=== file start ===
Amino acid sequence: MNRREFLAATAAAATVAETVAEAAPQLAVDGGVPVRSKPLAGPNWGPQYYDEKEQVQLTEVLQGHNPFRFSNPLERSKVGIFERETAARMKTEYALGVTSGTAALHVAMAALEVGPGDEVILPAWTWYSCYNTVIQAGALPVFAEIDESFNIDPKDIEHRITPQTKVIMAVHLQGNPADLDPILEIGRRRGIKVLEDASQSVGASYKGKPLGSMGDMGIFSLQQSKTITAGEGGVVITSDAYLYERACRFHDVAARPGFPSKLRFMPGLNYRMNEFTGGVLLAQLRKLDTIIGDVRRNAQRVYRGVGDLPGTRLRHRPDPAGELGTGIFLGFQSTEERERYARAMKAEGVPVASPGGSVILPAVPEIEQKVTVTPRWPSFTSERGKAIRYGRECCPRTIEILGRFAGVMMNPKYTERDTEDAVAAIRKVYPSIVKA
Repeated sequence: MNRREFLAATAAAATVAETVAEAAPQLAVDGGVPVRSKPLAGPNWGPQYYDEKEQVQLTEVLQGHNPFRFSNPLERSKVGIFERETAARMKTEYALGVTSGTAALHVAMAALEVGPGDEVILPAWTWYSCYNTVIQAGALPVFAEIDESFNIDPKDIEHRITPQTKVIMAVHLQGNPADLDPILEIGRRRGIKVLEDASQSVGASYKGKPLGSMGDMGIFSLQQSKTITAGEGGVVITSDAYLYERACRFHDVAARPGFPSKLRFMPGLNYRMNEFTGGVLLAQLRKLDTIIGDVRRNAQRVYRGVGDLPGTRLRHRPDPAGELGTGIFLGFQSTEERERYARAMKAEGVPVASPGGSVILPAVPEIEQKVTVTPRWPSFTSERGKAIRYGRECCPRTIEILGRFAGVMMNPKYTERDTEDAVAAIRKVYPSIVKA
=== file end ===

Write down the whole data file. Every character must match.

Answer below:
Amino acid sequence: MNRREFLAATAAAATVAETVAEAAPQLAVDGGVPVRSKPLAGPNWGPQYYDEKEQVQLTEVLQGHNPFRFSNPLERSKVGIFERETAARMKTEYALGVTSGTAALHVAMAALEVGPGDEVILPAWTWYSCYNTVIQAGALPVFAEIDESFNIDPKDIEHRITPQTKVIMAVHLQGNPADLDPILEIGRRRGIKVLEDASQSVGASYKGKPLGSMGDMGIFSLQQSKTITAGEGGVVITSDAYLYERACRFHDVAARPGFPSKLRFMPGLNYRMNEFTGGVLLAQLRKLDTIIGDVRRNAQRVYRGVGDLPGTRLRHRPDPAGELGTGIFLGFQSTEERERYARAMKAEGVPVASPGGSVILPAVPEIEQKVTVTPRWPSFTSERGKAIRYGRECCPRTIEILGRFAGVMMNPKYTERDTEDAVAAIRKVYPSIVKA
Repeated sequence: MNRREFLAATAAAATVAETVAEAAPQLAVDGGVPVRSKPLAGPNWGPQYYDEKEQVQLTEVLQGHNPFRFSNPLERSKVGIFERETAARMKTEYALGVTSGTAALHVAMAALEVGPGDEVILPAWTWYSCYNTVIQAGALPVFAEIDESFNIDPKDIEHRITPQTKVIMAVHLQGNPADLDPILEIGRRRGIKVLEDASQSVGASYKGKPLGSMGDMGIFSLQQSKTITAGEGGVVITSDAYLYERACRFHDVAARPGFPSKLRFMPGLNYRMNEFTGGVLLAQLRKLDTIIGDVRRNAQRVYRGVGDLPGTRLRHRPDPAGELGTGIFLGFQSTEERERYARAMKAEGVPVASPGGSVILPAVPEIEQKVTVTPRWPSFTSERGKAIRYGRECCPRTIEILGRFAGVMMNPKYTERDTEDAVAAIRKVYPSIVKA